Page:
Summary: Atmospheric levels of carbon dioxide (CO2) continue to increase with no sign of the global economic slowdown in response to the spread of COVID-19.
This is because the estimated reductions in CO2 emissions (around -11% globally during 2020) is too small a reduction to be noticed against a background of large natural variability.
The reduction in economic activity would have to be four times larger than 11% to halt the rise in atmospheric CO2.
Changes in the atmospheric reservoir of CO2 occur when there is an imbalance between surface sources and sinks of CO2.
While the global land and ocean areas emit approximately 30 times as much CO2 into the atmosphere as humans produce from the burning of fossil fuels, they also absorb about an equal amount of CO2.
This is the global carbon cycle, driven mostly by biological activity.
There are variations in the natural carbon cycle, such as during El Nino (more CO2 accumulation in the atmosphere) and La Nina (more CO2 removed from the atmosphere).
Greater wildfire activity releases more CO2, while major volcanic eruptions (paradoxically) lead to greater photosynthesis from more diffuse sunlight and extra removal of CO2 from the air.
The most dramatic variations are seasonal, as the land-dominated Northern Hemisphere experiences an annual cycle of vegetation growth (CO2 removal) and decay (CO2 release).
The increase in atmospheric CO2 observed since the 1950s is most likely dominated by anthropogenic (man-made) CO2 emissions, which are twice as large as that needed to explain the observed rise.
As I have shown before, a simple CO2 budget model that is driven by (1) estimates of global yearly anthropogenic CO2 emissions, (2) El Nino and La Nina activity, and (3) a CO2 removal rate that is proportional to how much “extra” CO2 is in the atmosphere compared to a “preferred baseline” CO2 level, yields an excellent fit to yearly CO2 observations at Mauna Loa, Hawaii.
But those are yearly measurements, and we are now interested in whether the recent global economic slowdown is showing up in the monthly Mauna Loa CO2 data.
If we remove the large seasonal variations (driven by the seasonal growth and decay of Northern Hemisphere vegetation), we see no evidence of the economic slowdown through April 2020.
As can be seen in Fig. 2, there are some pretty large month-to-month jumps and dips around the long-term increase (represented by the dotted line).
These are probably natural variations due to fluctuations in the average seasonal variations in vegetation growth and decay, wildfire activity, and El Nino and La Nina activity (which are imperfectly removed in the solid blue line in Fig. 2).
Variations in economic activity might also be involved in these fluctuations.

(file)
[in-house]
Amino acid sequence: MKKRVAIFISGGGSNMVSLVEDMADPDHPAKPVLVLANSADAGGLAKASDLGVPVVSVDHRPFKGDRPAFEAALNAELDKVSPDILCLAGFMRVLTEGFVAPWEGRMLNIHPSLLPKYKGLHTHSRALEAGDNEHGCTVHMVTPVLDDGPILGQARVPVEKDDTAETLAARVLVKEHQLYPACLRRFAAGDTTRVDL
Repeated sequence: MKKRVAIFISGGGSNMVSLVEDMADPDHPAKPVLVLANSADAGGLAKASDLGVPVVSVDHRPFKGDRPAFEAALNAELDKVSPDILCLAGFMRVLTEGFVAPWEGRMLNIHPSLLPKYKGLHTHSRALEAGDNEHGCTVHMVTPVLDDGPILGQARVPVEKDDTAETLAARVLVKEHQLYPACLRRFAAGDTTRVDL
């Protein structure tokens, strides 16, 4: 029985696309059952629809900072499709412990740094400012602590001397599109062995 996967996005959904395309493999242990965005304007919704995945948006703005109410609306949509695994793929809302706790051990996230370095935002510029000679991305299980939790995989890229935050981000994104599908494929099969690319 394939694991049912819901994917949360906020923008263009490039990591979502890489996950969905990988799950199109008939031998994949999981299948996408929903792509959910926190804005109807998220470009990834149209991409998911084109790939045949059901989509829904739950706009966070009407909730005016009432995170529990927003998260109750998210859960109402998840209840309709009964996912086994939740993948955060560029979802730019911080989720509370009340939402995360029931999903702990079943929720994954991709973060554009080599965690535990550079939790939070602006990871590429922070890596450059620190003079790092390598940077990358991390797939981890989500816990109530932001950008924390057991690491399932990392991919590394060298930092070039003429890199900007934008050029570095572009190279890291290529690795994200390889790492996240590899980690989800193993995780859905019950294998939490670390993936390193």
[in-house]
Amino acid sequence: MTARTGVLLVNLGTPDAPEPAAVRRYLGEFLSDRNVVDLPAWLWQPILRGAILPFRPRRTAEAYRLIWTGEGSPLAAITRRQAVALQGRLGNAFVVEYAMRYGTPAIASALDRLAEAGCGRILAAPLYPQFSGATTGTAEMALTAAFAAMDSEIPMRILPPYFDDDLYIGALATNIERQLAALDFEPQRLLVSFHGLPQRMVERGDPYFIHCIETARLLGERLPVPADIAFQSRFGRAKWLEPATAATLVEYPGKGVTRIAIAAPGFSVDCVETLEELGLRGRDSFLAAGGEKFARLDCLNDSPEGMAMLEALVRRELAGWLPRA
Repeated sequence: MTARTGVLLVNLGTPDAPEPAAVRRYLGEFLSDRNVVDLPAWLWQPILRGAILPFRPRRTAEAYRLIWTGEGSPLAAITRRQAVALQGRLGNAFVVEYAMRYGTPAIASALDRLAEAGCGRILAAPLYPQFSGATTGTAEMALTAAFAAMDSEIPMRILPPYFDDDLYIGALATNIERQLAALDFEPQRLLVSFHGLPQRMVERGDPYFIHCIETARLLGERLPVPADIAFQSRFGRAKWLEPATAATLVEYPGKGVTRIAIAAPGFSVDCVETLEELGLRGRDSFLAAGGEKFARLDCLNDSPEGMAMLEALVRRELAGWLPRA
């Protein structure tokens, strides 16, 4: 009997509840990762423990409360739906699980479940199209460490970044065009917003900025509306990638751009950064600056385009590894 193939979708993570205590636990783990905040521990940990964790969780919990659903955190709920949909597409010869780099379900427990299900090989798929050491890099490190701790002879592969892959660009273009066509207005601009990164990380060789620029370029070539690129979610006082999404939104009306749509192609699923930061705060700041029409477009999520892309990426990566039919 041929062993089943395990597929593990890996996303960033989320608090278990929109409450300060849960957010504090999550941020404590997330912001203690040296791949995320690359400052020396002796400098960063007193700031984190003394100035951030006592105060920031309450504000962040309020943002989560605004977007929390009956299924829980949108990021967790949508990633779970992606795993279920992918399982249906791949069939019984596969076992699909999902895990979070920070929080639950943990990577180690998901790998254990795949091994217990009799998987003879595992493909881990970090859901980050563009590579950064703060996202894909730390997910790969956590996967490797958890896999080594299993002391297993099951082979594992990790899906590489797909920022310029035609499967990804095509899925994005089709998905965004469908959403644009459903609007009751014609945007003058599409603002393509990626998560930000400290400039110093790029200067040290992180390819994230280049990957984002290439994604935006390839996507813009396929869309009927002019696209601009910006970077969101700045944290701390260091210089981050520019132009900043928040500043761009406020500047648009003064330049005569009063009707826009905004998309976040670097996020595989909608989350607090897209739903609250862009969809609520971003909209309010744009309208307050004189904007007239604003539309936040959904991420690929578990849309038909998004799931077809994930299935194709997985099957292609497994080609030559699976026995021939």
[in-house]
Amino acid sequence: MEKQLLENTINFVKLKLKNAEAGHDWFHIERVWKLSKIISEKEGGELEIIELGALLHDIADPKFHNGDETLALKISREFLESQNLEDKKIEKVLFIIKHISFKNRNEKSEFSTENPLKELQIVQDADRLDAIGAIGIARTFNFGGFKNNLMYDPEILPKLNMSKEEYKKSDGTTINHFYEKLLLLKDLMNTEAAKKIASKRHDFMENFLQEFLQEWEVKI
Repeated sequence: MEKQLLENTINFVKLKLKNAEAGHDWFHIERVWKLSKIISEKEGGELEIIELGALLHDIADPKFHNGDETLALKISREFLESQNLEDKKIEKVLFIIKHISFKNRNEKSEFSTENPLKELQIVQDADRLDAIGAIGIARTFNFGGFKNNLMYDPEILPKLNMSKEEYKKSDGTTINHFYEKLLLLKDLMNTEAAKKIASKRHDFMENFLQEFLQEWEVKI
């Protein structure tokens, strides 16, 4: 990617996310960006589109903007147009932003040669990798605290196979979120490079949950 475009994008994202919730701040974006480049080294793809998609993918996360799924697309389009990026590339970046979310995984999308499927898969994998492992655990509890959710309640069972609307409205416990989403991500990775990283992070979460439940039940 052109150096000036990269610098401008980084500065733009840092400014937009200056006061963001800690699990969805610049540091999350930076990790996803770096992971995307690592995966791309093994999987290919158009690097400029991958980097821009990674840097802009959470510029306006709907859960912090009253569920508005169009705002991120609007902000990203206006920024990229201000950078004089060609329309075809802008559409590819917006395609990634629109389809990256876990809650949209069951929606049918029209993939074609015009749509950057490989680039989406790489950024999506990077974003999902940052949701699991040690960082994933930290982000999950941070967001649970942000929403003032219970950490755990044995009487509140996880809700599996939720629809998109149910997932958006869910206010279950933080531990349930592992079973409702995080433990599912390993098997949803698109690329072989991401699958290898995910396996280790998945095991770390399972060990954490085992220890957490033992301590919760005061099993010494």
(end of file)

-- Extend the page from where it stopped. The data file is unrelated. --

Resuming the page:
The point is that given the large month-to-month variations in natural CO2 sources and sinks seen in Fig. 2, it would be difficult to see a downturn in the anthropogenic source of CO2 unless it was very large (say, over 50%) and prolonged (say over a year or longer).
Instead, the U.S. Energy Information Administration (EIA) estimates that the global economic slowdown this year due to the spread of the novel coronavirus will amount to only about an 11% reduction in global CO2 emissions.
This is simply too small of a decrease in CO2 emissions to show up against a background of considerable monthly and yearly natural variability in the atmospheric CO2 budget.
That relatively small 11% reduction also illustrates how dependent humanity is on energy since the economic disruption is leading to U.S. unemployment rates not seen since the Great Depression of the 1930s.
Everything that humans do requires access to abundant and affordable energy, and even the current economic downturn is not enough to substantially reduce global CO2 emissions.
ADDENDUM: How much of a decrease in CO2 emissions would be required to stop the atmospheric rise in CO2?
An interesting aspect of the observed rise of atmospheric CO2 is that it indicates the greater the CO2 concentration, the faster the “extra” CO2 is removed by biological activity.
The observed annual rate of removal is 2.3% of the excess above a baseline of 295 ppm. The greater the “excess”, the faster the rate of removal.
Because of this rapid rate of removal, the anthropogenic CO2 emissions do not have to go to zero to stop the observed rise in atmospheric CO2.
Using my simple model (blue line in Fig. 1, above), I find that a 43% reduction in anthropogenic CO2 emissions in 2020 would — in the absence of natural fluctuations in the carbon cycle — lead to a halt in the observed rise of atmospheric CO2 in 2020 over 2019 levels.
This is about four times larger than the EIA estimate of an 11% reduction in CO2 emissions for the year 2020.
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